Being a stickler for grammar is not easy. Sure, you may have been that way for as long as you can remember, but I am sure that if you think about it, you will realize that it did take some work to get where you are right now. You started at some point. You learned – formal or not – one way or another. Good grammar may not cost you a thing in terms of money, but you do have to make a little bit of effort – at the very least – to ensure that you stay on top of your game.
As a writer, you have more opportunities to hone your grammar. However, you cannot overlook the possibility of becoming lax. You also have to deal with the fact that language is an ever evolving entity and that we have the responsibility to keep up with the changes. If we want to continue to be effective writers, then making sure that our grammar skills remain sharp should also be part of our list of things to do.
Here are some practical tips that can help you in this regard.
As Dr. Seuss wrote, “The more that you read, the more things you will know. The more that you learn, the more places you’ll go.” While he probably was referring to knowing and learning about things other than grammar, we can easily use this concept as well.
I think reading can help improve grammar in two ways. One, it serves as a way to discover/remember rules and changes in usage. Of course, the key here is that you read good writers so that you can learn from them. Additionally, by reading the works of good writers, you can learn from their writing style and get inspiration as well! Two, reading helps in developing a critical eye. I do not mean that negatively, but instead, I mean that you can learn from the mistakes of others.
Stay faithful in the little things.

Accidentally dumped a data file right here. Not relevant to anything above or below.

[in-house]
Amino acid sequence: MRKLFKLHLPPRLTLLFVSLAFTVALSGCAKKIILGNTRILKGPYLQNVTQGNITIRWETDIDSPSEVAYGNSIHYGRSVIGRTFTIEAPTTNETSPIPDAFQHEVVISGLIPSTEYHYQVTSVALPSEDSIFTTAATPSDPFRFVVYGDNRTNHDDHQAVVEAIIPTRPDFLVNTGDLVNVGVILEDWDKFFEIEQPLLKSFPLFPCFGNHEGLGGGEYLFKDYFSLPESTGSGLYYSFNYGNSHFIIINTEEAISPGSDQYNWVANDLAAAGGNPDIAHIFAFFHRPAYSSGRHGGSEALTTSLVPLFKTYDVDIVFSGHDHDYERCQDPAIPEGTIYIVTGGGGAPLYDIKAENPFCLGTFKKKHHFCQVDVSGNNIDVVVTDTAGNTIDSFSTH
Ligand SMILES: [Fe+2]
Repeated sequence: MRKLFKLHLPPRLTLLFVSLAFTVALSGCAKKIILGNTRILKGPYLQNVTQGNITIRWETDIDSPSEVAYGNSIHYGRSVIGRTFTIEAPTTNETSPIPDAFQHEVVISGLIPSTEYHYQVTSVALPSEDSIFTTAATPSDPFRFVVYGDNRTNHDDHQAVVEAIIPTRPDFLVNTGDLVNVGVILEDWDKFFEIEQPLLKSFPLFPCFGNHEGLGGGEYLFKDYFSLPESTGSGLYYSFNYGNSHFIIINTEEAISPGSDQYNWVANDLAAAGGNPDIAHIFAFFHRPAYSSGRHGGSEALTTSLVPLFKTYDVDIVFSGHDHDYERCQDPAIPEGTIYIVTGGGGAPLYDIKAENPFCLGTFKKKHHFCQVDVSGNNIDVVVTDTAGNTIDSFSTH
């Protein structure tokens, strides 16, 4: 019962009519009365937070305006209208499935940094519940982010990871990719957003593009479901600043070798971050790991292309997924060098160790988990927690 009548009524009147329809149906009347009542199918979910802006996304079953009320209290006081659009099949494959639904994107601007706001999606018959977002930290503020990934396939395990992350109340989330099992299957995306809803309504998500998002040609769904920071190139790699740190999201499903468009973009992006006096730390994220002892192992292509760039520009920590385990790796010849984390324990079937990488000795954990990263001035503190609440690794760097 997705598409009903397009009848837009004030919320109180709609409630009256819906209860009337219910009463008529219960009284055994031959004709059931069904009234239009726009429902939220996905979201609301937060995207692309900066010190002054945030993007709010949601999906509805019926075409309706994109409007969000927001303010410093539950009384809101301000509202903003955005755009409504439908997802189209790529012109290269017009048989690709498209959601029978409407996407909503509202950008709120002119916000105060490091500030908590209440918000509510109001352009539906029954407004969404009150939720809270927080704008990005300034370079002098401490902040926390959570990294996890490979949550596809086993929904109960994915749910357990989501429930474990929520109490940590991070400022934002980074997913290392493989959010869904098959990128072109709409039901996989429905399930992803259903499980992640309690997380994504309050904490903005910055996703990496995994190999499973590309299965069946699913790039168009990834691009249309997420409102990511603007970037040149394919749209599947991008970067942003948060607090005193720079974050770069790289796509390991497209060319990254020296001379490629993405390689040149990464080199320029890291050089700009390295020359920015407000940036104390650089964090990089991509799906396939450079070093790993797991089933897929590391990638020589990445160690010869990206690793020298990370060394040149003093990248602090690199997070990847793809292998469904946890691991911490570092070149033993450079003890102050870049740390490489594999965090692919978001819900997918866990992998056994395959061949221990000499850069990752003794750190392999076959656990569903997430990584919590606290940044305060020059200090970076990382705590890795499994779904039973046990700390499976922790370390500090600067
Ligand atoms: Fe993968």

This may seem easy enough, but stop and think for a moment. With text messaging and chatting online, how often are you tempted to ease up on writing complete and grammatically perfect sentences? I will be totally honest and say that I do give myself a lot of leeway when composing text messages and instant messages. I have no excuses, but the more I think about it, the easier it is to go down the slippery slope of bad grammar if we are not faithful in the little things that we do on a regular basis. Am I being too strict?
Ask for feedback.
Feedback is a good thing. It really is! It may be difficult to receive feedback, especially if it is negative, but it is imperative that we open ourselves to constructive feedback. The need for feedback is not the sole domain of writers. It applies to practically any profession in existence, but let me just emphasize how important it is for us to welcome feedback when it comes to our grammar and writing style. More than merely welcoming feedback if it comes our way, I think we should also make it a point to ask trusted individuals to give constructive criticism now and then.
Do you have other tips you want to share?
Image via Glarkware
When we homeschooled we only read the works that were in the public domain – pre 1923. By reading good writing we eliminated the need to learn to diagram and the other boring activities associated with learning grammar as a subject. As a result, my daughter is a freelance writer and works from home!